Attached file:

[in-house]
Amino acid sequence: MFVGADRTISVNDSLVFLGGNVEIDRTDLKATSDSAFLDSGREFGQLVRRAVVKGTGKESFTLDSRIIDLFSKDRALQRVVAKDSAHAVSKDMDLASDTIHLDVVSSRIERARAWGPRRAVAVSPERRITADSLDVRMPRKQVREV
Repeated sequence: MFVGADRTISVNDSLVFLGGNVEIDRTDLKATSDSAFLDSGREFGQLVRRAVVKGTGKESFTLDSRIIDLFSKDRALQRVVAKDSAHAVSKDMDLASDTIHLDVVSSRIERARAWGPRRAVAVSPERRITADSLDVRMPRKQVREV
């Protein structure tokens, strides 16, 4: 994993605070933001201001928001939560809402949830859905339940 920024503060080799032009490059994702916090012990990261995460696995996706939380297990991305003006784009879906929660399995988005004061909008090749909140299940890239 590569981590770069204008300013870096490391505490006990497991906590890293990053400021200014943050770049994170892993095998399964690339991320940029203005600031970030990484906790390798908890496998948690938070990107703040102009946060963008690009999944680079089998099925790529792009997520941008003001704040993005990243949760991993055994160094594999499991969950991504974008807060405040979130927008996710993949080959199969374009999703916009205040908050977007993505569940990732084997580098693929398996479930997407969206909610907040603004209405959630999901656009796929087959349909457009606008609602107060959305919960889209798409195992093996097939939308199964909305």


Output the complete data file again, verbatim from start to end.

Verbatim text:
[in-house]
Amino acid sequence: MFVGADRTISVNDSLVFLGGNVEIDRTDLKATSDSAFLDSGREFGQLVRRAVVKGTGKESFTLDSRIIDLFSKDRALQRVVAKDSAHAVSKDMDLASDTIHLDVVSSRIERARAWGPRRAVAVSPERRITADSLDVRMPRKQVREV
Repeated sequence: MFVGADRTISVNDSLVFLGGNVEIDRTDLKATSDSAFLDSGREFGQLVRRAVVKGTGKESFTLDSRIIDLFSKDRALQRVVAKDSAHAVSKDMDLASDTIHLDVVSSRIERARAWGPRRAVAVSPERRITADSLDVRMPRKQVREV
């Protein structure tokens, strides 16, 4: 994993605070933001201001928001939560809402949830859905339940 920024503060080799032009490059994702916090012990990261995460696995996706939380297990991305003006784009879906929660399995988005004061909008090749909140299940890239 590569981590770069204008300013870096490391505490006990497991906590890293990053400021200014943050770049994170892993095998399964690339991320940029203005600031970030990484906790390798908890496998948690938070990107703040102009946060963008690009999944680079089998099925790529792009997520941008003001704040993005990243949760991993055994160094594999499991969950991504974008807060405040979130927008996710993949080959199969374009999703916009205040908050977007993505569940990732084997580098693929398996479930997407969206909610907040603004209405959630999901656009796929087959349909457009606008609602107060959305919960889209798409195992093996097939939308199964909305």